Paramount Pictures Corporation is an American film studio based in Hollywood, a subsidiary of the American media conglomerate Viacom since 1994. Paramount is the fifth oldest surviving film studio in the world, the second oldest in the United States, the sole member of the "Big Five" film studios still located in the Los Angeles neighborhood of Hollywood. In 1916, film producer Adolph Zukor put 22 actors and actresses under contract and honored each with a star on the logo. In 2014, Paramount Pictures became the first major Hollywood studio to distribute all of its films in digital form only; the company's headquarters and studios are located at 5555 Melrose Avenue, California, United States. Paramount Pictures is a member of the Motion Picture Association of America. Paramount is the fifth oldest surviving film studio in the world after the French studios Gaumont Film Company and Pathé, followed by the Nordisk Film company, Universal Studios, it is the last major film studio still headquartered in the Hollywood district of Los Angeles.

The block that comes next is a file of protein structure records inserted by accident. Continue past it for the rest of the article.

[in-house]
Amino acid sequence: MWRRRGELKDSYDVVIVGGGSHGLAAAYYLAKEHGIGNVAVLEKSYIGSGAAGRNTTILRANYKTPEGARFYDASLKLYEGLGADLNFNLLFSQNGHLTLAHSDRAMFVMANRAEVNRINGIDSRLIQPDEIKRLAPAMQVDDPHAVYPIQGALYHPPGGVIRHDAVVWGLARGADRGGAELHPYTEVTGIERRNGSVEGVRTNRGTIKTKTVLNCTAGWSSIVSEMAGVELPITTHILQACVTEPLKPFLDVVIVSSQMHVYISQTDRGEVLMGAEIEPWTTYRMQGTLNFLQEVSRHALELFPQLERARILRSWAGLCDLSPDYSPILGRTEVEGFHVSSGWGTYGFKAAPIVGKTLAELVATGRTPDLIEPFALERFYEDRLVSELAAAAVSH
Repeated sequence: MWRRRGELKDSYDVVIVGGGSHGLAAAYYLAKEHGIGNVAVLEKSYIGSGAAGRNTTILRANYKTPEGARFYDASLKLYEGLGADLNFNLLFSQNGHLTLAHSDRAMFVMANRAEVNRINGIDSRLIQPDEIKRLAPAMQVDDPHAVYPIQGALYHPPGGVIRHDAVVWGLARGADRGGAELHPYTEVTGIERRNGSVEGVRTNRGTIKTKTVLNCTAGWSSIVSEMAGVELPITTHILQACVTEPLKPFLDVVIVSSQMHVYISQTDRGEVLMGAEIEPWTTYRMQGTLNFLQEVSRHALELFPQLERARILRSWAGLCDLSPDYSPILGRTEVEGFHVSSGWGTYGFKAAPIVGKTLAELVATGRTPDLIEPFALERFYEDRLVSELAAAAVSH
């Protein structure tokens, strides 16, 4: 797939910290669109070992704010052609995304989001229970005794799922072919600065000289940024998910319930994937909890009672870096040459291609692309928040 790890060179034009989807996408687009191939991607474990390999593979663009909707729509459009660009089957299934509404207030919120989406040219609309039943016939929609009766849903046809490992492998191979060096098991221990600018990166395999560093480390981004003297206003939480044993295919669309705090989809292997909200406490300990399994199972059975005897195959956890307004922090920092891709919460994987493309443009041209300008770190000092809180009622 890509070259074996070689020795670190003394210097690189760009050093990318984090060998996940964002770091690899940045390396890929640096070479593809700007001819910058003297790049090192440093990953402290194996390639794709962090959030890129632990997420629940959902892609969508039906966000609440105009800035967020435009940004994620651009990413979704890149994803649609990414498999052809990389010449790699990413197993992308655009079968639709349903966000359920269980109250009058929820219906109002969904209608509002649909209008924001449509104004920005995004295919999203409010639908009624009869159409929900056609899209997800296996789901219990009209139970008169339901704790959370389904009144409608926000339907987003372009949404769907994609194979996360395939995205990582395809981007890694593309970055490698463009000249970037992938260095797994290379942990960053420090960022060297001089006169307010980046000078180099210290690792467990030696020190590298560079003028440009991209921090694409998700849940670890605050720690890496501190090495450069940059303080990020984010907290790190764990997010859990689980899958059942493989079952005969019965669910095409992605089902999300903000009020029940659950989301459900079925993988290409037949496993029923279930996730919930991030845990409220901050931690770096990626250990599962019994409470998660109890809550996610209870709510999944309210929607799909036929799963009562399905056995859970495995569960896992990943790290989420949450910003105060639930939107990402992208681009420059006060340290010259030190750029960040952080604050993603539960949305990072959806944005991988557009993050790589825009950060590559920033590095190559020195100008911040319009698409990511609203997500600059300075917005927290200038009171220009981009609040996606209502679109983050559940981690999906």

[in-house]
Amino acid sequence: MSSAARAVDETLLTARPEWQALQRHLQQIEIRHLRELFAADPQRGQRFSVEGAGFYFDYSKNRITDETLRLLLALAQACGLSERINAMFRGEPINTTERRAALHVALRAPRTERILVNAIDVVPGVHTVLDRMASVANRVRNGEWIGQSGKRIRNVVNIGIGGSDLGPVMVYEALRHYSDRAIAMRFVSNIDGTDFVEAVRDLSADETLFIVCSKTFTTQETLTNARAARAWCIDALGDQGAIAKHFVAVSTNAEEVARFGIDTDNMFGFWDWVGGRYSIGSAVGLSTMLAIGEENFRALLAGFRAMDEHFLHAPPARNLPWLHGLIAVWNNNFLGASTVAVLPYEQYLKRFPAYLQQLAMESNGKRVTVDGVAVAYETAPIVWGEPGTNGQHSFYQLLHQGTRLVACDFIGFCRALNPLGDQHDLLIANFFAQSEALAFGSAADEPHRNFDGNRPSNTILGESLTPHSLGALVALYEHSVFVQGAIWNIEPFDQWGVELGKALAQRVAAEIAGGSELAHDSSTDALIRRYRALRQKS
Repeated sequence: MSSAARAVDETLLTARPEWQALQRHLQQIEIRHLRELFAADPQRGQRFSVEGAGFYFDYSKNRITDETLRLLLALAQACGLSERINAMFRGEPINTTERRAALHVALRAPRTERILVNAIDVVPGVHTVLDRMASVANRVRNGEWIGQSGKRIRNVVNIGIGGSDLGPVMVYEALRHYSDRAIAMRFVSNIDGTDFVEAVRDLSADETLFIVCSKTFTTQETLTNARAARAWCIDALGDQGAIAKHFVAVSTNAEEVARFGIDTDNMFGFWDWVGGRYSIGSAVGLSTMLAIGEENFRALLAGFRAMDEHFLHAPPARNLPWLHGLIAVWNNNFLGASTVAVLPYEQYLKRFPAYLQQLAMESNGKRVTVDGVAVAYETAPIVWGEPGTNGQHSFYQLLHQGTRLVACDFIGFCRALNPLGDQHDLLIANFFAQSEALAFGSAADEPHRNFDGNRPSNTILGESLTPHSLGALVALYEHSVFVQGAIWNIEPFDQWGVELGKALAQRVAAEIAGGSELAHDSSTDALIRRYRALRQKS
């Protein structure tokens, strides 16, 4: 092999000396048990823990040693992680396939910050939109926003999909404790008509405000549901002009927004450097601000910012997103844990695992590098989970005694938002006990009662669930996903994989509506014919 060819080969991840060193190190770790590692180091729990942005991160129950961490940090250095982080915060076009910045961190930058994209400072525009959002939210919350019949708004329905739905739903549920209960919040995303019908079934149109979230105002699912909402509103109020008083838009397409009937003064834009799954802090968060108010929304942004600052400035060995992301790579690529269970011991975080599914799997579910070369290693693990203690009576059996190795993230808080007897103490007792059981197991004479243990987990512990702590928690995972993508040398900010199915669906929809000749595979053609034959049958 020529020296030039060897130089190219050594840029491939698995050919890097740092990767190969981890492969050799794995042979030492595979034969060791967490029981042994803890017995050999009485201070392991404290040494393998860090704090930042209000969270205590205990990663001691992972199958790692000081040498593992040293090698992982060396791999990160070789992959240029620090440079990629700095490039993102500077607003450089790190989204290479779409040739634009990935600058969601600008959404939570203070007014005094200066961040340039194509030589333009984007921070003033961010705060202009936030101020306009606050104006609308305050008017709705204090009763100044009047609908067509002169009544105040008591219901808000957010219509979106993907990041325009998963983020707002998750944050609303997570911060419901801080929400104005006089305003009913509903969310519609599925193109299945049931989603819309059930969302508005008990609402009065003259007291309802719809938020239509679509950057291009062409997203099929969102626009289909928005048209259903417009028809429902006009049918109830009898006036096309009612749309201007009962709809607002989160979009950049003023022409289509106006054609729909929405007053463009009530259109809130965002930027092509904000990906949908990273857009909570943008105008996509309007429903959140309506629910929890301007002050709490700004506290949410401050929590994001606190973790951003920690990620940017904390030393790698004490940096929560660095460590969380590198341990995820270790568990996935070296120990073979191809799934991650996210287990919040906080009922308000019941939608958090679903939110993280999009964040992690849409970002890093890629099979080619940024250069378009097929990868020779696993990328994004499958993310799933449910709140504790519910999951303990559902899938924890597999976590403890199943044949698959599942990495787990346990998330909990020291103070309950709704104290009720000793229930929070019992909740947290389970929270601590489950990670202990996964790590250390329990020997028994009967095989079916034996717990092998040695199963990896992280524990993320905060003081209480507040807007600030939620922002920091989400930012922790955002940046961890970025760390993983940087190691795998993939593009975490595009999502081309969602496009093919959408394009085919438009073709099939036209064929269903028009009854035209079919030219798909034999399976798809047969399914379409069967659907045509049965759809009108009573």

Paramount Pictures dates its existence from the 1912 founding date of the Famous Players Film Company. Hungarian-born founder Adolph Zukor, an early investor in nickelodeons, saw that movies appealed to working-class immigrants. With partners Daniel Frohman and Charles Frohman he planned to offer feature-length films that would appeal to the middle class by featuring the leading theatrical players of the time. By mid-1913, Famous Players had completed five films, Zukor was on his way to success, its first film was Les Amours de la reine Élisabeth. That same year, another aspiring producer, Jesse L. Lasky, opened his Lasky Feature Play Company with money borrowed from his brother-in-law, Samuel Goldfish known as Samuel Goldwyn; the Lasky company hired as their first employee a stage director with no film experience, Cecil B. DeMille, who would find a suitable site in Hollywood, near Los Angeles, for his first feature film, The Squaw Man. Starting in 1914, both Lasky and Famous Players released their films through a start-up company, Paramount Pictures Corporation, organized early that year by a Utah theatre owner, W. W. Hodkinson, who had bought and merged several smaller firms.